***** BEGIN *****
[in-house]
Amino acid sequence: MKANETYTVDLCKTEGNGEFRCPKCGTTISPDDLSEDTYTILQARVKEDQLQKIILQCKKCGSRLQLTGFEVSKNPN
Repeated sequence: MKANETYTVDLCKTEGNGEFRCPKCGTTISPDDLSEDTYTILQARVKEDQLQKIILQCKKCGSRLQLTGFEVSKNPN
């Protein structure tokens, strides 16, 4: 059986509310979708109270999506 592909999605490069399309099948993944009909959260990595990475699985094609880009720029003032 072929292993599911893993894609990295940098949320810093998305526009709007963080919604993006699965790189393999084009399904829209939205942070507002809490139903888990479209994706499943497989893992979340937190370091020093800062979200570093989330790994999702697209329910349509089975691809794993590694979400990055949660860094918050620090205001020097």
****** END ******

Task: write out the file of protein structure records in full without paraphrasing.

[in-house]
Amino acid sequence: MKANETYTVDLCKTEGNGEFRCPKCGTTISPDDLSEDTYTILQARVKEDQLQKIILQCKKCGSRLQLTGFEVSKNPN
Repeated sequence: MKANETYTVDLCKTEGNGEFRCPKCGTTISPDDLSEDTYTILQARVKEDQLQKIILQCKKCGSRLQLTGFEVSKNPN
């Protein structure tokens, strides 16, 4: 059986509310979708109270999506 592909999605490069399309099948993944009909959260990595990475699985094609880009720029003032 072929292993599911893993894609990295940098949320810093998305526009709007963080919604993006699965790189393999084009399904829209939205942070507002809490139903888990479209994706499943497989893992979340937190370091020093800062979200570093989330790994999702697209329910349509089975691809794993590694979400990055949660860094918050620090205001020097």